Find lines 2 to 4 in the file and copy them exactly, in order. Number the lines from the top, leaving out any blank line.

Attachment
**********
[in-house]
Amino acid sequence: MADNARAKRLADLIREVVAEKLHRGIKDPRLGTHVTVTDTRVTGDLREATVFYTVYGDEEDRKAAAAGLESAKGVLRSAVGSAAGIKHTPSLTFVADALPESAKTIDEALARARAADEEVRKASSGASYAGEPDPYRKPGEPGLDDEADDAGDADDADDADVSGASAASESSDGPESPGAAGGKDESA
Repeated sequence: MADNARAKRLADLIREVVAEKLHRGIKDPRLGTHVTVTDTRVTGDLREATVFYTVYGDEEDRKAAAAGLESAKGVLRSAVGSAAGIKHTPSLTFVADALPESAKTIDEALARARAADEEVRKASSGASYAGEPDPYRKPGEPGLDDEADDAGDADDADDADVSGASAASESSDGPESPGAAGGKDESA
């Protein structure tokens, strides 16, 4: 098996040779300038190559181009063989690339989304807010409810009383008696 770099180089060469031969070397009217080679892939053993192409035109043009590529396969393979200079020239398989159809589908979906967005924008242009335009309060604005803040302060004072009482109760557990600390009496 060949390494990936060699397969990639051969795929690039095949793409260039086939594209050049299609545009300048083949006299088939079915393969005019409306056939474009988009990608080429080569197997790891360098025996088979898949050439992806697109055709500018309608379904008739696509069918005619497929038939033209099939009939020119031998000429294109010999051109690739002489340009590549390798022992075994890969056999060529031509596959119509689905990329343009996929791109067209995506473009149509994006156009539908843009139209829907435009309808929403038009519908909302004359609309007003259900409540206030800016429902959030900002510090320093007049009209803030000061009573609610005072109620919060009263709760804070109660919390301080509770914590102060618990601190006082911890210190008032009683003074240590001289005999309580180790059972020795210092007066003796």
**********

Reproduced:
Amino acid sequence: MADNARAKRLADLIREVVAEKLHRGIKDPRLGTHVTVTDTRVTGDLREATVFYTVYGDEEDRKAAAAGLESAKGVLRSAVGSAAGIKHTPSLTFVADALPESAKTIDEALARARAADEEVRKASSGASYAGEPDPYRKPGEPGLDDEADDAGDADDADDADVSGASAASESSDGPESPGAAGGKDESA
Repeated sequence: MADNARAKRLADLIREVVAEKLHRGIKDPRLGTHVTVTDTRVTGDLREATVFYTVYGDEEDRKAAAAGLESAKGVLRSAVGSAAGIKHTPSLTFVADALPESAKTIDEALARARAADEEVRKASSGASYAGEPDPYRKPGEPGLDDEADDAGDADDADDADVSGASAASESSDGPESPGAAGGKDESA
């Protein structure tokens, strides 16, 4: 098996040779300038190559181009063989690339989304807010409810009383008696 770099180089060469031969070397009217080679892939053993192409035109043009590529396969393979200079020239398989159809589908979906967005924008242009335009309060604005803040302060004072009482109760557990600390009496 060949390494990936060699397969990639051969795929690039095949793409260039086939594209050049299609545009300048083949006299088939079915393969005019409306056939474009988009990608080429080569197997790891360098025996088979898949050439992806697109055709500018309608379904008739696509069918005619497929038939033209099939009939020119031998000429294109010999051109690739002489340009590549390798022992075994890969056999060529031509596959119509689905990329343009996929791109067209995506473009149509994006156009539908843009139209829907435009309808929403038009519908909302004359609309007003259900409540206030800016429902959030900002510090320093007049009209803030000061009573609610005072109620919060009263709760804070109660919390301080509770914590102060618990601190006082911890210190008032009683003074240590001289005999309580180790059972020795210092007066003796």